During his lengthy tenure as Iran’s Supreme Leader, Ali Khamenei has shown a knack for consolidating power by creating layers of bureaucracy in military, economic, and religious affairs. In turn, he has liberally purged officials who have hinted at disloyalty to him, the Islamic Republic, or its governing doctrine, velayat-e faqih (rule of the jurisprudent). But Khamenei does not lack for personal complexity. As a younger man, he dressed casually, flaunted his love of literature, and composed poetry. And as a leader, he has often demonstrated flexibility—coined as “heroic flexibility” in the case of the 2015 nuclear deal—at times of national risk or strained social cohesion. He has likewise blessed the rise of relatively moderate presidents such as Mohammad Khatami and Hassan Rouhani when he thought their leadership would reinforce national stability. Such flexibility could apply to forthcoming negotiations with Washington on the nuclear file
This wide-ranging study details Khamenei’s political ascent, from his role as an influential cleric in Mashhad to his presidency under Ruhollah Khomeini and his surprising appointment as Supreme Leader. It details the massive religious, intelligence, and cultural infrastructure he was erected—with all officials reporting to him. Whoever succeeds him, the author makes plain, will inherit an infrastructure designed to preserve Iran’s authoritarian system and suppress rumblings of internal dissent.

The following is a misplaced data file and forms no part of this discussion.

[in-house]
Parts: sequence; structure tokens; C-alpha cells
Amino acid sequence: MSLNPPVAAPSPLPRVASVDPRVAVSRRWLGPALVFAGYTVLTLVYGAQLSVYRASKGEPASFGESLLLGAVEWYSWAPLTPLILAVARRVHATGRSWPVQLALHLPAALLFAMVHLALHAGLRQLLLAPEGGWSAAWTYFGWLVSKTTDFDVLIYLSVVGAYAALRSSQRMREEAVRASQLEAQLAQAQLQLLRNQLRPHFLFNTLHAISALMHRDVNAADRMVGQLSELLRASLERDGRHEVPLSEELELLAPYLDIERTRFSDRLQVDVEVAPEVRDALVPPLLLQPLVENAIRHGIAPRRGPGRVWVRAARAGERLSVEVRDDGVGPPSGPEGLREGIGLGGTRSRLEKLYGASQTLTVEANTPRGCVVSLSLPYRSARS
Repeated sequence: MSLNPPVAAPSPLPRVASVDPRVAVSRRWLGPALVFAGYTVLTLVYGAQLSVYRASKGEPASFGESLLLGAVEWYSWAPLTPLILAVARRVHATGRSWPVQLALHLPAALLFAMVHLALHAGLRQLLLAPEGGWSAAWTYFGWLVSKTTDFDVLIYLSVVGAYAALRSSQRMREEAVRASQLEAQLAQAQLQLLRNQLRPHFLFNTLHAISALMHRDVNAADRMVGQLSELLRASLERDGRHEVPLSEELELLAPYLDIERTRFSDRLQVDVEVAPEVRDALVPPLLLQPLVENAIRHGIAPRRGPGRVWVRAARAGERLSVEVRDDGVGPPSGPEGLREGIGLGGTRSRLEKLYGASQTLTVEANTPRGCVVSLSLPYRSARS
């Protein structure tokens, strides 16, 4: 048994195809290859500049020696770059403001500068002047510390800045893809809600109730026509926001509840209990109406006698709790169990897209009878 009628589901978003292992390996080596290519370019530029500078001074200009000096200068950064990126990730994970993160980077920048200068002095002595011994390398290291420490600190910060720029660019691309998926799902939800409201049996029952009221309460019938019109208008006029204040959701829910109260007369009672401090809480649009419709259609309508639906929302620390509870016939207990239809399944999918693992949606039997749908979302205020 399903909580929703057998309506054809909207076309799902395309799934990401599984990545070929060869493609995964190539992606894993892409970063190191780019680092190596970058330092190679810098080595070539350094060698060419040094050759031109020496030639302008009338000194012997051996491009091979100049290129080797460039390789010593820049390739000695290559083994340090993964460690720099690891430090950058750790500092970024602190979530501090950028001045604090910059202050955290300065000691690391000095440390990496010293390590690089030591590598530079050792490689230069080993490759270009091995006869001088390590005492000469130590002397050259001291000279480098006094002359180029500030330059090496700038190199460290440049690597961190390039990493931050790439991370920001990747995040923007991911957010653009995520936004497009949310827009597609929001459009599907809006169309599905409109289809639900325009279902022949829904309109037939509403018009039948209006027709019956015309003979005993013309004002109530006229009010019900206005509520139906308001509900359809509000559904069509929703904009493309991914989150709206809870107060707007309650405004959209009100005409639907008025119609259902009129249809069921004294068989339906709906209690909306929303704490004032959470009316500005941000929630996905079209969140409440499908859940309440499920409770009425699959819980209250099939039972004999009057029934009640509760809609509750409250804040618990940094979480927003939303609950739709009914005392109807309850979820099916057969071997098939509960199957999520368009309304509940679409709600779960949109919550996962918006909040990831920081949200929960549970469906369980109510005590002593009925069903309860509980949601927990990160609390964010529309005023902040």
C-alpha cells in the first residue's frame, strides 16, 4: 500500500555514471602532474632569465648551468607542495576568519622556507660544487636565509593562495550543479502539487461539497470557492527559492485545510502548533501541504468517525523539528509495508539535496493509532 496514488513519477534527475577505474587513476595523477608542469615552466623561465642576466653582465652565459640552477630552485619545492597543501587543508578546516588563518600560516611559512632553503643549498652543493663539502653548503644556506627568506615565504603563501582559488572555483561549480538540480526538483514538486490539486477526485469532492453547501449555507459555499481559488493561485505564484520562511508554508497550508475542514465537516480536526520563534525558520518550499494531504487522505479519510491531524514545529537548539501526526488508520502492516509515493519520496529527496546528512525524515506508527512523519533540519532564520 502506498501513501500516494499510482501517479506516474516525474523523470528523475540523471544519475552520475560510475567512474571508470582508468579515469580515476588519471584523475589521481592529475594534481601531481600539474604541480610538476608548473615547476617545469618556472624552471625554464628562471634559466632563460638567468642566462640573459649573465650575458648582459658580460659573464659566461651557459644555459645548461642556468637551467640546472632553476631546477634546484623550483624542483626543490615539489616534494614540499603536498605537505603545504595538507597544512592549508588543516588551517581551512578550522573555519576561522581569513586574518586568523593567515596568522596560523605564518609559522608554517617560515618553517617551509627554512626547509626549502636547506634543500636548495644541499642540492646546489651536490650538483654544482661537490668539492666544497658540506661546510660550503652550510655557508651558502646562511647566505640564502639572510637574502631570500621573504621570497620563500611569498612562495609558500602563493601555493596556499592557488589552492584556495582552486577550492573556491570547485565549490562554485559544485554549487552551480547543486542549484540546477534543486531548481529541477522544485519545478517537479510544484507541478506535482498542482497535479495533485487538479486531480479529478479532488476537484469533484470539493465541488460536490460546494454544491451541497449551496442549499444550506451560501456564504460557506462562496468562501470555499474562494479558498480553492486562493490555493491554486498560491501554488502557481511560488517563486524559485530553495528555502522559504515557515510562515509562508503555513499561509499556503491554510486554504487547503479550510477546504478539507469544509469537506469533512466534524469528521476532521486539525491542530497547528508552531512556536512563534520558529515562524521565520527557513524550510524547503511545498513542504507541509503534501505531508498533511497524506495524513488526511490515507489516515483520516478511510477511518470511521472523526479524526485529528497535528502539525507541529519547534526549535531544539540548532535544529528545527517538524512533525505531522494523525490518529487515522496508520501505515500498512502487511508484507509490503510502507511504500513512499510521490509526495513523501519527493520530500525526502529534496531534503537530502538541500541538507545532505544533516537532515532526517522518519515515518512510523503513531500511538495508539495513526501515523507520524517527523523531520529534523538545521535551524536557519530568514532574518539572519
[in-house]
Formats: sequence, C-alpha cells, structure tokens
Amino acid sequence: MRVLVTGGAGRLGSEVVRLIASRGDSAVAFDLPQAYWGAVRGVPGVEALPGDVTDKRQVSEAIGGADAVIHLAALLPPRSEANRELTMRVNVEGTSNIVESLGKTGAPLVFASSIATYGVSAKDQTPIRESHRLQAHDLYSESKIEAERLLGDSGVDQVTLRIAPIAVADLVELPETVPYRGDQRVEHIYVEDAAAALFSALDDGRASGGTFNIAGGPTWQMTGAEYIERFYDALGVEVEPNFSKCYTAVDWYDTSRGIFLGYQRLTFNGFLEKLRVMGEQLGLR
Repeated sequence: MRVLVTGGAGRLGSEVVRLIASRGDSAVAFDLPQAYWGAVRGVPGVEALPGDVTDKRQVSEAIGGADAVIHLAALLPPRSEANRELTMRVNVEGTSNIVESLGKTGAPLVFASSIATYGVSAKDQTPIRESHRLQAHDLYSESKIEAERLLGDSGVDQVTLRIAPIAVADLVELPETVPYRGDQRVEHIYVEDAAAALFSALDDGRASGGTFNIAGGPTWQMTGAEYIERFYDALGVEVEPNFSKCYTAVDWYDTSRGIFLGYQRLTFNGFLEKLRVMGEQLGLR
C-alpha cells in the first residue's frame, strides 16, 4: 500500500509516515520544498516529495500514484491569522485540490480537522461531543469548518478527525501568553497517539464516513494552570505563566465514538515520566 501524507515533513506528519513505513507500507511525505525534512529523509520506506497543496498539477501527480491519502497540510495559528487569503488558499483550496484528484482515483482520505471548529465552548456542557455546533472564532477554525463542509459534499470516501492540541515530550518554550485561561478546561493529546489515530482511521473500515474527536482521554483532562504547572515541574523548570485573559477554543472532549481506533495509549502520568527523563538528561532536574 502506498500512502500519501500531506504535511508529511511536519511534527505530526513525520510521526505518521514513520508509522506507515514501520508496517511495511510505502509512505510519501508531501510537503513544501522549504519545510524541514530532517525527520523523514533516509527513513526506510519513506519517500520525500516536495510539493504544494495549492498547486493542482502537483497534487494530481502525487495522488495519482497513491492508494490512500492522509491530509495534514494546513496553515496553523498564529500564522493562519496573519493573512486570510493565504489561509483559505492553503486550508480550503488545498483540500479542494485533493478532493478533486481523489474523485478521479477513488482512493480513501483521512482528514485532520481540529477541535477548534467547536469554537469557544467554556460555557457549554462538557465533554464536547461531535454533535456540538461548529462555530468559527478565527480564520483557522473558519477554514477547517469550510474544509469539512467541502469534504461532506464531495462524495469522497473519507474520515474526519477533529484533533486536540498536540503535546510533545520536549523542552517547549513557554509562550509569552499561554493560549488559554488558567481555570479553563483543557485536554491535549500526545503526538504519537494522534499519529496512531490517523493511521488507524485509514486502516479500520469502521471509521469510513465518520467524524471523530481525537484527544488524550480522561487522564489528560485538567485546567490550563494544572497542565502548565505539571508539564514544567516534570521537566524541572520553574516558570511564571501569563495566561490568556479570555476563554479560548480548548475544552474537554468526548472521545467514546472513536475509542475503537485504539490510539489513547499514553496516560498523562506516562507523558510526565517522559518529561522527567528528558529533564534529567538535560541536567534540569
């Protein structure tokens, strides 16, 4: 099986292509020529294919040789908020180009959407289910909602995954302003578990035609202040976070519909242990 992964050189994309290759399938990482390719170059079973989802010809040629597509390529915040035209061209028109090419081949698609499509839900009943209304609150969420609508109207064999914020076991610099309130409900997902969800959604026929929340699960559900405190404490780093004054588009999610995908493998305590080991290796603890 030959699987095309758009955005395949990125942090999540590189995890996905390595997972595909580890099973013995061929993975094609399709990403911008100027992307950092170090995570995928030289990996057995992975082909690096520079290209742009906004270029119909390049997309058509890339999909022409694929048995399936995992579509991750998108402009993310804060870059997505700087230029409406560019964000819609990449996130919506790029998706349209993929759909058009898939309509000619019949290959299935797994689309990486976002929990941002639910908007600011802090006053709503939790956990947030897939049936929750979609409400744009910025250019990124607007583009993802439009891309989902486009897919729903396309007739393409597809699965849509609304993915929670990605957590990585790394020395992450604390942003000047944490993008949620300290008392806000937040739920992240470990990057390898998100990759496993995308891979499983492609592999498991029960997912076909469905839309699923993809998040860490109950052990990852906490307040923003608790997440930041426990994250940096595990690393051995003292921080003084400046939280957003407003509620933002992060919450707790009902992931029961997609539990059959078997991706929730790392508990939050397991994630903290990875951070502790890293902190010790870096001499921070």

Mehdi Khalaji is the Libitzky Family Fellow at The Washington Institute, focusing on the politics of Iran and Shia groups in the Middle East. Previously, he was a political analyst on Iranian affairs for BBC Persian and later became a broadcaster for the Prague-based Radio Farda, the Persian-language service of Radio Free Europe/Radio Liberty. Khalaji trained in Shia theology and jurisprudence in Qom.
Ayatollah Khamenei has served as Supreme Leader of Iran since 1989. Before that, he was president of Iran from 1981 to 1989. He is now 84. Yet, little is known about him or what he believes. He has given no interviews nor published any information about his personal life. In this volume, Khalaji remedies this with a detailed account of where Khamenei came from, what he believes, and who influenced his beliefs. Khamenei was born and raised in the Iranian city of Mashhad, an area thought to be the origin of Iranian culture. His early influences were many, including intellectuals who questioned the role of Islam in Iran. He is also a poet. The task of describing the thoughts and influences of Khamenei is a challenge, but Khalaji, who is from a religious family and trained in Shia Islam, is up to the task. The book is well written and researched and represents an impressive scholarly effort. However, it is a deep dive into the complicated and arcane beliefs and practices of Shia Islam and will be a tough go for some readers. Recommended, with caveat. Advanced undergraduates through faculty; professionals.